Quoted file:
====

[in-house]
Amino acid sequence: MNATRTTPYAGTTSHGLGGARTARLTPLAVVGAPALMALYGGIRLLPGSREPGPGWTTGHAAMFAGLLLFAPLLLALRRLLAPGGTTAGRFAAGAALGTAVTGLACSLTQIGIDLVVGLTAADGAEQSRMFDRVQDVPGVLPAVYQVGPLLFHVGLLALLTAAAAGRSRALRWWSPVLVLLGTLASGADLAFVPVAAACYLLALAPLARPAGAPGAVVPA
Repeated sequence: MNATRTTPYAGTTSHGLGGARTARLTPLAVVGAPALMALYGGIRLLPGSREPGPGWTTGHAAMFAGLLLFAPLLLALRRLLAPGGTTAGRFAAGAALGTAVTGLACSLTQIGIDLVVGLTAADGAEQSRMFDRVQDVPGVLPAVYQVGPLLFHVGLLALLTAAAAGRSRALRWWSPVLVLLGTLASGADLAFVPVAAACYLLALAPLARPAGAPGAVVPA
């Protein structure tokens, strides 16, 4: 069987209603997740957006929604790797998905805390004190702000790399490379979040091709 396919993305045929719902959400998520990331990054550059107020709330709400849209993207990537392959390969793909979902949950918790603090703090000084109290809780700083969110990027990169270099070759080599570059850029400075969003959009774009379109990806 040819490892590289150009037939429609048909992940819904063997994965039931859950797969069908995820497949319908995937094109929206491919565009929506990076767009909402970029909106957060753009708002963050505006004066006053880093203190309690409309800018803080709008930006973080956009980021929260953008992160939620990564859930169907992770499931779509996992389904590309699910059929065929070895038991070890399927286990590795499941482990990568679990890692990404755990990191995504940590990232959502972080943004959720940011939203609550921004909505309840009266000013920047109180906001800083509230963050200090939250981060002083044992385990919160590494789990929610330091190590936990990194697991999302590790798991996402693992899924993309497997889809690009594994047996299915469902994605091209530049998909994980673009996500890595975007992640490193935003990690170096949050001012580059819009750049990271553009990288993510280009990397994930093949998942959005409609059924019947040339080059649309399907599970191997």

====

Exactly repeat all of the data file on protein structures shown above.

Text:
[in-house]
Amino acid sequence: MNATRTTPYAGTTSHGLGGARTARLTPLAVVGAPALMALYGGIRLLPGSREPGPGWTTGHAAMFAGLLLFAPLLLALRRLLAPGGTTAGRFAAGAALGTAVTGLACSLTQIGIDLVVGLTAADGAEQSRMFDRVQDVPGVLPAVYQVGPLLFHVGLLALLTAAAAGRSRALRWWSPVLVLLGTLASGADLAFVPVAAACYLLALAPLARPAGAPGAVVPA
Repeated sequence: MNATRTTPYAGTTSHGLGGARTARLTPLAVVGAPALMALYGGIRLLPGSREPGPGWTTGHAAMFAGLLLFAPLLLALRRLLAPGGTTAGRFAAGAALGTAVTGLACSLTQIGIDLVVGLTAADGAEQSRMFDRVQDVPGVLPAVYQVGPLLFHVGLLALLTAAAAGRSRALRWWSPVLVLLGTLASGADLAFVPVAAACYLLALAPLARPAGAPGAVVPA
């Protein structure tokens, strides 16, 4: 069987209603997740957006929604790797998905805390004190702000790399490379979040091709 396919993305045929719902959400998520990331990054550059107020709330709400849209993207990537392959390969793909979902949950918790603090703090000084109290809780700083969110990027990169270099070759080599570059850029400075969003959009774009379109990806 040819490892590289150009037939429609048909992940819904063997994965039931859950797969069908995820497949319908995937094109929206491919565009929506990076767009909402970029909106957060753009708002963050505006004066006053880093203190309690409309800018803080709008930006973080956009980021929260953008992160939620990564859930169907992770499931779509996992389904590309699910059929065929070895038991070890399927286990590795499941482990990568679990890692990404755990990191995504940590990232959502972080943004959720940011939203609550921004909505309840009266000013920047109180906001800083509230963050200090939250981060002083044992385990919160590494789990929610330091190590936990990194697991999302590790798991996402693992899924993309497997889809690009594994047996299915469902994605091209530049998909994980673009996500890595975007992640490193935003990690170096949050001012580059819009750049990271553009990288993510280009990397994930093949998942959005409609059924019947040339080059649309399907599970191997």